On the way to Ginosar, we crossed the Jordan.
Yuval explained that after heavy rains, lots of water flows down from Golan in rivulets called “yuvalim”. No matter how much he said that he was named after the word for river, I couldn’t remove the image of hundreds of Yuvals wandering down to the lake.
The rock to the north of the lake is mostly basalt from the dormant volcanos in the Golan. All around the north and east of the lake, lots of bananas are grown.
They’re covered in plastic to stop them getting blemishes. When asked what’s growing, Yuval likes to reply that they’re growing “blue plastics”.
On the west side of the lake, olives are more common. They’re grown commercially for oil here. Most of the tourist shops we went in today were selling Galilee Oil.
We went to Kibbutz Ginosar, a farming kibbutz with a massive museum dedicated to a single exhibit.
This is a sycamore tree. That’s not the exhibit.
About a generation ago, two men from the kibbutz were down by the bank after a drought and found some old nails in the mud. They started digging and began to find wood. It turned out to be a fishing boat dating from the early 1st century.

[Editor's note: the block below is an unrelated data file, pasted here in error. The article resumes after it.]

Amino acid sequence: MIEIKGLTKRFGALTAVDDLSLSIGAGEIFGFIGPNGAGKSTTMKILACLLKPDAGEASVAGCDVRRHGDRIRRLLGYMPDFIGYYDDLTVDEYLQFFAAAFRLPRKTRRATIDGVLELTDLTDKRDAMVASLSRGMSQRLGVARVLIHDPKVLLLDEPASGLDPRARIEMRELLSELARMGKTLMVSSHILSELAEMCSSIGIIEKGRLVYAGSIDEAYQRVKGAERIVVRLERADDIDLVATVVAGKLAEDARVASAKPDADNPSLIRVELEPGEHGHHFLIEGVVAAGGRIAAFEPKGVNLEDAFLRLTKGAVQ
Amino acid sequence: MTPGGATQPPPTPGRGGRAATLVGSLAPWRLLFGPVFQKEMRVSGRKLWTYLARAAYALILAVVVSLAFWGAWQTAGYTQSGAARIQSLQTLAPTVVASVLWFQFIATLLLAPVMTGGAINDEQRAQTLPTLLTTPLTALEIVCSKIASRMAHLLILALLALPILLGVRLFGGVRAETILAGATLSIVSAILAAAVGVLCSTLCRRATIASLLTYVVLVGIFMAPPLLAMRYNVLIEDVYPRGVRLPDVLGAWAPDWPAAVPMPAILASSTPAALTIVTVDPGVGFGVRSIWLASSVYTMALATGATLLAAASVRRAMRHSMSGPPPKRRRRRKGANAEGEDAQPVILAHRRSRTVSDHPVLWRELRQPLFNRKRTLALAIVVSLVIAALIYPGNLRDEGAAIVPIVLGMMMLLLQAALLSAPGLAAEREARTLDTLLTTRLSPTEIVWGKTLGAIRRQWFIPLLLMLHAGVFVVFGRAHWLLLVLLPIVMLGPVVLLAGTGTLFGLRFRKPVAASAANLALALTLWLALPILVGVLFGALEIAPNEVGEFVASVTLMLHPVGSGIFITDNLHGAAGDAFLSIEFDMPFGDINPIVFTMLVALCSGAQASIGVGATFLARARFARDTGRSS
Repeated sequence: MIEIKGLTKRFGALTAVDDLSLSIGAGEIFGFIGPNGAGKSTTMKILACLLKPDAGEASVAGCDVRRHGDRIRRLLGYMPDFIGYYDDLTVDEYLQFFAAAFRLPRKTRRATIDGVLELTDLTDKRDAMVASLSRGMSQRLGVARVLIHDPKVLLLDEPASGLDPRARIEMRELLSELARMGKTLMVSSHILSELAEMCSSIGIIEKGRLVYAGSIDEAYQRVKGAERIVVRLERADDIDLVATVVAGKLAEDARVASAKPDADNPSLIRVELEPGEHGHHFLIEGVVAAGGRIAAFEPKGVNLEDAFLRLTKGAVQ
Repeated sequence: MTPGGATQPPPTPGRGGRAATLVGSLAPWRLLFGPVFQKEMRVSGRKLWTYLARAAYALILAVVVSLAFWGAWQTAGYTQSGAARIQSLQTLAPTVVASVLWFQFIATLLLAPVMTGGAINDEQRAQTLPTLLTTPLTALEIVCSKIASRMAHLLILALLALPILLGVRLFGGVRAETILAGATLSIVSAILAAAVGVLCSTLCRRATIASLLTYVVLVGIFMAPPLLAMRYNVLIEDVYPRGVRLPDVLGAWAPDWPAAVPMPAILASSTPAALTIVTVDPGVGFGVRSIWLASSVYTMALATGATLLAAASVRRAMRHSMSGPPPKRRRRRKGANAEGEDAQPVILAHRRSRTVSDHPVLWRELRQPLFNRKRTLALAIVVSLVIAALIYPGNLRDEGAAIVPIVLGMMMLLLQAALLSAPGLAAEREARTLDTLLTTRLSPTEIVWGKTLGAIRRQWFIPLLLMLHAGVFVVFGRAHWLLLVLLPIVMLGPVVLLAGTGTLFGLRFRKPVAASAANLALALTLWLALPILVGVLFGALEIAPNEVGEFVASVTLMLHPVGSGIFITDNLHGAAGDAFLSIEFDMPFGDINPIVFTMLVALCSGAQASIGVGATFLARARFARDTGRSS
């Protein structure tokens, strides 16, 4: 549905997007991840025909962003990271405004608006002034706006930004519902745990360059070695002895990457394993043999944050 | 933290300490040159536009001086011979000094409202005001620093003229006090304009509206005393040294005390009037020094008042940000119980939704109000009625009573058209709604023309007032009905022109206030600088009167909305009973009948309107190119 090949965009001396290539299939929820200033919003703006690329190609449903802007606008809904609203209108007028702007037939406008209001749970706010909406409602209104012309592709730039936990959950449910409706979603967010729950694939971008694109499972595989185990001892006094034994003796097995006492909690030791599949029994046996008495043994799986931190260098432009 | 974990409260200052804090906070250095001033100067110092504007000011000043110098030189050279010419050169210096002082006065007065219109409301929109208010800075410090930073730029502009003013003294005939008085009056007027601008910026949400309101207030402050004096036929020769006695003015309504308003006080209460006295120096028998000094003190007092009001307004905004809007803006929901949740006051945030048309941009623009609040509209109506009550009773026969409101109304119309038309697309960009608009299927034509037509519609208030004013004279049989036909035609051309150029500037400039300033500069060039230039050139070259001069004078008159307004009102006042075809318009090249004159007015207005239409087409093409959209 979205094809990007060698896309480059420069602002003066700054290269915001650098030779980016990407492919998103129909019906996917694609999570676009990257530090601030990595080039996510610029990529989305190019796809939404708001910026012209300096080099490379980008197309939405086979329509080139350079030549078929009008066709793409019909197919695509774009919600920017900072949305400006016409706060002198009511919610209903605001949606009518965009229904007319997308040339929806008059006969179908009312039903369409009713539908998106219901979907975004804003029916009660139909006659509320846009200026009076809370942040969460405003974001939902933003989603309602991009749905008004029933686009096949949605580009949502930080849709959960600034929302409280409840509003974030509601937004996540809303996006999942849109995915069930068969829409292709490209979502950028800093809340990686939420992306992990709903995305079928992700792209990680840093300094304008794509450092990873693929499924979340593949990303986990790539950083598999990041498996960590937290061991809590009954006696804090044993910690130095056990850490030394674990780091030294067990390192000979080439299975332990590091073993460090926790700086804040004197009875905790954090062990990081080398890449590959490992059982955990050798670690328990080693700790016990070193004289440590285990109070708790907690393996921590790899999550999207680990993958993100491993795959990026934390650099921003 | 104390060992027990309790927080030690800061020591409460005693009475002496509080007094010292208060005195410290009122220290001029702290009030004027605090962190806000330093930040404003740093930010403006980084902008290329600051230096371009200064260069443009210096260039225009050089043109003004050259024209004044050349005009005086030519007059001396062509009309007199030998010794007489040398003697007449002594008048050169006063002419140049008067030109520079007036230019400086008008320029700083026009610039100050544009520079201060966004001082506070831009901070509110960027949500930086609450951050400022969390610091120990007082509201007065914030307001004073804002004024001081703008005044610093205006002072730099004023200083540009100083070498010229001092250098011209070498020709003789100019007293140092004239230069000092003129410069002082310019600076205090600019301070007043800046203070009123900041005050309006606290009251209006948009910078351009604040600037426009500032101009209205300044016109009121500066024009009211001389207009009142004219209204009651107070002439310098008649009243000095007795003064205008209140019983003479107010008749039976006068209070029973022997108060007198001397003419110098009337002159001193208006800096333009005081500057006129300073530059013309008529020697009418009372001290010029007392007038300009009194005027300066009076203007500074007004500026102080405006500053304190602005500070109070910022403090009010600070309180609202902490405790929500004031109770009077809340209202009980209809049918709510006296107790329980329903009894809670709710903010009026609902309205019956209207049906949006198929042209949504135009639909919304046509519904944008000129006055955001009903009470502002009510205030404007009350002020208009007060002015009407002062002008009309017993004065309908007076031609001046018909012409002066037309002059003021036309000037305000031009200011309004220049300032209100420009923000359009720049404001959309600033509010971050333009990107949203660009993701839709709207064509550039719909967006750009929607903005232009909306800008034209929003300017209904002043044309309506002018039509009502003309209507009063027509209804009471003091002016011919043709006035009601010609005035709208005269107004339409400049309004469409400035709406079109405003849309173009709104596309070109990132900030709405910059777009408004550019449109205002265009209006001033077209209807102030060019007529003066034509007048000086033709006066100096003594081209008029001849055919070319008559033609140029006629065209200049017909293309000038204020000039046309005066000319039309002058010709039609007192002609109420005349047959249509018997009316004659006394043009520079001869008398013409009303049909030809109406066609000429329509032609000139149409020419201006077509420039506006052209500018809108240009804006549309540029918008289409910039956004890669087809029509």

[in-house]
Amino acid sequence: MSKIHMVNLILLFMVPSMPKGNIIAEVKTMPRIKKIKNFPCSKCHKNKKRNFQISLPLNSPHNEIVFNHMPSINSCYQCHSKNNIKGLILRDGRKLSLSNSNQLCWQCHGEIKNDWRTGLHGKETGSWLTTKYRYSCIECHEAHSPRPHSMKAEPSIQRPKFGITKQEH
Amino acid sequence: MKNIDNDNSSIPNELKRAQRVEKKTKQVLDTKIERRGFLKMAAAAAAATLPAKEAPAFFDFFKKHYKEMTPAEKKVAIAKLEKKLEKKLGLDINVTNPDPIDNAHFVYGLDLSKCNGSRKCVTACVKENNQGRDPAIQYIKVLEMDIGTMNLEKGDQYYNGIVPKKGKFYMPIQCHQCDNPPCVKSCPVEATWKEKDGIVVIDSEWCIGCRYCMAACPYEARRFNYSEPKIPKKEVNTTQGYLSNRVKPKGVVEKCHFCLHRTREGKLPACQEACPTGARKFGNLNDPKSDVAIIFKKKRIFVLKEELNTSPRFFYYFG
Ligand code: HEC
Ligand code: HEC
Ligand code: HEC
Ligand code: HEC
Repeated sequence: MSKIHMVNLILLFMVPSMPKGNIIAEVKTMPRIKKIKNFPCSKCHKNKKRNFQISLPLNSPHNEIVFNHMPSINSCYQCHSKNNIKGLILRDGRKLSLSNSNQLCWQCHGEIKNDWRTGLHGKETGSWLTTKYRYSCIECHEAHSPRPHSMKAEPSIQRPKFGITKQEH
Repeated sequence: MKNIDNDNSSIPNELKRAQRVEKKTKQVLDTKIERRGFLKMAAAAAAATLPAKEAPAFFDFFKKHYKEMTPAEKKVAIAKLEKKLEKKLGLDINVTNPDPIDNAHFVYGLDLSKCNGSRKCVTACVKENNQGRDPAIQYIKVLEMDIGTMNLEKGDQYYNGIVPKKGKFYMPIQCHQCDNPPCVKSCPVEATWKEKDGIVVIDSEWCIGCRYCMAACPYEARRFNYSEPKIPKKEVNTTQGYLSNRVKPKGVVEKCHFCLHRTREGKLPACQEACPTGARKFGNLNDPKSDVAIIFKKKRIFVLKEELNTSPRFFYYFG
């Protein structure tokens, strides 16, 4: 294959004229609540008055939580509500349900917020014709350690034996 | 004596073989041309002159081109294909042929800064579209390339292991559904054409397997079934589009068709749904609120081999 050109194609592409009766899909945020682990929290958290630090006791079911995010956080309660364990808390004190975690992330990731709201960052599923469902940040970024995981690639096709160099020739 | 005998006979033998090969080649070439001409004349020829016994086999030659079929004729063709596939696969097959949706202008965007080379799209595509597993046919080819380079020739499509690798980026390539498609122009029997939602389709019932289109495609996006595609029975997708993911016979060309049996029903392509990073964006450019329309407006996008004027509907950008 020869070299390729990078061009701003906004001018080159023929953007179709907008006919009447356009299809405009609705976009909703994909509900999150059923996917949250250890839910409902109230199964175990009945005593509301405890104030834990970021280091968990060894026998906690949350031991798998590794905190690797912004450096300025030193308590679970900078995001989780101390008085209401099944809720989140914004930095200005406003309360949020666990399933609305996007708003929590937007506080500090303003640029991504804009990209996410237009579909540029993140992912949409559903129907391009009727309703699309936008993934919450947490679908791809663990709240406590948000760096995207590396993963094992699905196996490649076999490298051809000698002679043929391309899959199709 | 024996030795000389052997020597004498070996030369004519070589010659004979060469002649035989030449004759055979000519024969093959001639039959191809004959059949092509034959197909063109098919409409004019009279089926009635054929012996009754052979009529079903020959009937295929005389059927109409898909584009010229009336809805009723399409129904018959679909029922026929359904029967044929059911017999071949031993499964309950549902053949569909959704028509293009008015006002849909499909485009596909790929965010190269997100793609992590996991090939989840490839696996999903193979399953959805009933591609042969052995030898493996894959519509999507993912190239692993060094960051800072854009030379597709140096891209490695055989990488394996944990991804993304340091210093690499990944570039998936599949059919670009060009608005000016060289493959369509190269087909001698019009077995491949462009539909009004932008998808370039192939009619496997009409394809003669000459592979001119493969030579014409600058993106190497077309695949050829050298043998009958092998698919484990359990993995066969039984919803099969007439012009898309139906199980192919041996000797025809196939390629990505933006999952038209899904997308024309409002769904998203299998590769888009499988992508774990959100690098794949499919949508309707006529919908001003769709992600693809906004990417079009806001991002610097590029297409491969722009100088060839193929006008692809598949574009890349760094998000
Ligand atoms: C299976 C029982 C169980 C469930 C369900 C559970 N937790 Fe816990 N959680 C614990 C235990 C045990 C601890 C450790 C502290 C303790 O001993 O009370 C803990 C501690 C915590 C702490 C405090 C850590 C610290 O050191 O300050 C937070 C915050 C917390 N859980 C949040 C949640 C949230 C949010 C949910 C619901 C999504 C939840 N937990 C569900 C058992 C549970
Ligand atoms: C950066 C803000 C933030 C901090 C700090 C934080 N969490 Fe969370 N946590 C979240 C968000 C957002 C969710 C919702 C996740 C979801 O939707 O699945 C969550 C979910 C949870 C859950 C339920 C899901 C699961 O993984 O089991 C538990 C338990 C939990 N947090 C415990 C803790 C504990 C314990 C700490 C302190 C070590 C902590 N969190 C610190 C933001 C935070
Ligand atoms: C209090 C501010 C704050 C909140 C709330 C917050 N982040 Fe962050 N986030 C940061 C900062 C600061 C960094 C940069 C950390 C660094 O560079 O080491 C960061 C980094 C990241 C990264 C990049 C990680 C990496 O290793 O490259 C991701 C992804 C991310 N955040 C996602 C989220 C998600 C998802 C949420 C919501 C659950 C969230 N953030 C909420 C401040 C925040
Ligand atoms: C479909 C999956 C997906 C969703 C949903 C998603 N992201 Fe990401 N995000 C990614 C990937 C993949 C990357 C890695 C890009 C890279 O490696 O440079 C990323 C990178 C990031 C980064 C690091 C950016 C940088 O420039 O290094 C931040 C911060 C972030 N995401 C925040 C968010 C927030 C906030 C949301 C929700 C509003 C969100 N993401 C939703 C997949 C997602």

After digging the boat mostly out, it was sprayed with foam to protect it as it was moved. They didn’t know how to move it otherwise without destroying it, because the wood was very soft, and for a while they were thinking about building the exhibit right there on the shore.
It was actually sailed across the lake (for the first time in almost 2000 years!) to the harbour at Ginosar. It was put in a huge tank of water with little fish to get the bugs out of the wood, and then in a tank of wax and chemicals to seal it up.
We had some time to look around the shop. It was mostly all the same “Holy Land” and “Jerusalem” stuff, as well as the aforementioned olive oil. There was a large group of Orthodox people, including nuns and monks, going through at the same time as us.
There were tiny little torot in metal tubes about 10cm tall which opened up. I couldn’t believe it was the entire torah (you know how big the first five books are, right?), but couldn’t quite communicate that comment to the assistant nearby who asked if I wanted any help. He seemed to think I thought the entire Bible was there and tried to explain to me about the three parts of the tanakh and what the torah was.